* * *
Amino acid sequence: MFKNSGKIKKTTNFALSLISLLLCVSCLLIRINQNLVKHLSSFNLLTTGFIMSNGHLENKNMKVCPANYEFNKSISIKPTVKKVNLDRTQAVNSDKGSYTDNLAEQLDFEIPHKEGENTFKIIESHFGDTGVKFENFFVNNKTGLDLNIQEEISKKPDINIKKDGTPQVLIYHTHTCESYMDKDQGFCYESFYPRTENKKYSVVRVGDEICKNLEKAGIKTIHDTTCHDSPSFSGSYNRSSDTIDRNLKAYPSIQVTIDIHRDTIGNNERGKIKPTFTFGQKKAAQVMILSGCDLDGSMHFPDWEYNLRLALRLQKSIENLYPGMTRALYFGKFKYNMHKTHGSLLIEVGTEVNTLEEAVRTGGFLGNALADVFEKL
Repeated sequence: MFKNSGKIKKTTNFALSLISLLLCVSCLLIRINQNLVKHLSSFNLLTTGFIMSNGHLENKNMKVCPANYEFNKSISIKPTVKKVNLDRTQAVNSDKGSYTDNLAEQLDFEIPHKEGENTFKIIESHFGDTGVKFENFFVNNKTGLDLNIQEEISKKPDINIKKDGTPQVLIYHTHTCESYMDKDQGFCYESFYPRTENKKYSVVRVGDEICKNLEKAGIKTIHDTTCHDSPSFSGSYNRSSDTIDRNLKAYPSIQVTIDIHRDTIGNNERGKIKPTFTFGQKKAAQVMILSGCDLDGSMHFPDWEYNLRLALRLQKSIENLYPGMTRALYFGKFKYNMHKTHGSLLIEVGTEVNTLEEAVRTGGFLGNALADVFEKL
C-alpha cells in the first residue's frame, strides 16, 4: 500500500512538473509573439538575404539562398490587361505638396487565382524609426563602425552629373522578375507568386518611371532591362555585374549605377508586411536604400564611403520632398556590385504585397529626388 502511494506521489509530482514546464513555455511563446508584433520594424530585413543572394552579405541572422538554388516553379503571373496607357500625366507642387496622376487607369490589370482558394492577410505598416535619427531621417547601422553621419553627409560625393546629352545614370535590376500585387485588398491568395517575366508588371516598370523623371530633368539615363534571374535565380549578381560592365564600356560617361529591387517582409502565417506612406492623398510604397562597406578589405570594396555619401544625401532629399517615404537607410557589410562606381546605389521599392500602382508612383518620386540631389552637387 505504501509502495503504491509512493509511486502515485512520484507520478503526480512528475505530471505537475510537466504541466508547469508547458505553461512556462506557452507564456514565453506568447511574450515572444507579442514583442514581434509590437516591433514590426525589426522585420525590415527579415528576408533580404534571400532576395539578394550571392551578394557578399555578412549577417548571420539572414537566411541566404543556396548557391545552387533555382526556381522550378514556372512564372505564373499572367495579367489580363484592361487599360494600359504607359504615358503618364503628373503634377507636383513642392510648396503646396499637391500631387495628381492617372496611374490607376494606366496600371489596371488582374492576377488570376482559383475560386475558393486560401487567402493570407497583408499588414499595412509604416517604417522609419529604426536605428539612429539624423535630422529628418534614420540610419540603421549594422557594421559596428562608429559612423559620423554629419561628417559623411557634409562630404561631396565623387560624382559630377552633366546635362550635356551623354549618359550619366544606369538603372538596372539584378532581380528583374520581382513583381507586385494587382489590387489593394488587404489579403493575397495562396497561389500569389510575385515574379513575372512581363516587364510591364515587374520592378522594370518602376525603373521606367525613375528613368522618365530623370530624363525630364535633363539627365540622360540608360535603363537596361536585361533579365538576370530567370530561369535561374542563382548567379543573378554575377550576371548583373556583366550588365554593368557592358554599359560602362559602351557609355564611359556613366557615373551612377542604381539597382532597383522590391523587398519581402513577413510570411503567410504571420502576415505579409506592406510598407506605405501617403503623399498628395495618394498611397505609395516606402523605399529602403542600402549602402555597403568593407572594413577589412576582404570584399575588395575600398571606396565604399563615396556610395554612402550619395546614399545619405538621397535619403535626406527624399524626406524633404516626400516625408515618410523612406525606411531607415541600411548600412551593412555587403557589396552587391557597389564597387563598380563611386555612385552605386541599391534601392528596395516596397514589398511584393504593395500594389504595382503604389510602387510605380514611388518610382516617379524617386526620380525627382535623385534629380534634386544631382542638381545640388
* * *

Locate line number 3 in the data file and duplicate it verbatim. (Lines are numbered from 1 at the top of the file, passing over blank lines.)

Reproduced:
C-alpha cells in the first residue's frame, strides 16, 4: 500500500512538473509573439538575404539562398490587361505638396487565382524609426563602425552629373522578375507568386518611371532591362555585374549605377508586411536604400564611403520632398556590385504585397529626388 502511494506521489509530482514546464513555455511563446508584433520594424530585413543572394552579405541572422538554388516553379503571373496607357500625366507642387496622376487607369490589370482558394492577410505598416535619427531621417547601422553621419553627409560625393546629352545614370535590376500585387485588398491568395517575366508588371516598370523623371530633368539615363534571374535565380549578381560592365564600356560617361529591387517582409502565417506612406492623398510604397562597406578589405570594396555619401544625401532629399517615404537607410557589410562606381546605389521599392500602382508612383518620386540631389552637387 505504501509502495503504491509512493509511486502515485512520484507520478503526480512528475505530471505537475510537466504541466508547469508547458505553461512556462506557452507564456514565453506568447511574450515572444507579442514583442514581434509590437516591433514590426525589426522585420525590415527579415528576408533580404534571400532576395539578394550571392551578394557578399555578412549577417548571420539572414537566411541566404543556396548557391545552387533555382526556381522550378514556372512564372505564373499572367495579367489580363484592361487599360494600359504607359504615358503618364503628373503634377507636383513642392510648396503646396499637391500631387495628381492617372496611374490607376494606366496600371489596371488582374492576377488570376482559383475560386475558393486560401487567402493570407497583408499588414499595412509604416517604417522609419529604426536605428539612429539624423535630422529628418534614420540610419540603421549594422557594421559596428562608429559612423559620423554629419561628417559623411557634409562630404561631396565623387560624382559630377552633366546635362550635356551623354549618359550619366544606369538603372538596372539584378532581380528583374520581382513583381507586385494587382489590387489593394488587404489579403493575397495562396497561389500569389510575385515574379513575372512581363516587364510591364515587374520592378522594370518602376525603373521606367525613375528613368522618365530623370530624363525630364535633363539627365540622360540608360535603363537596361536585361533579365538576370530567370530561369535561374542563382548567379543573378554575377550576371548583373556583366550588365554593368557592358554599359560602362559602351557609355564611359556613366557615373551612377542604381539597382532597383522590391523587398519581402513577413510570411503567410504571420502576415505579409506592406510598407506605405501617403503623399498628395495618394498611397505609395516606402523605399529602403542600402549602402555597403568593407572594413577589412576582404570584399575588395575600398571606396565604399563615396556610395554612402550619395546614399545619405538621397535619403535626406527624399524626406524633404516626400516625408515618410523612406525606411531607415541600411548600412551593412555587403557589396552587391557597389564597387563598380563611386555612385552605386541599391534601392528596395516596397514589398511584393504593395500594389504595382503604389510602387510605380514611388518610382516617379524617386526620380525627382535623385534629380534634386544631382542638381545640388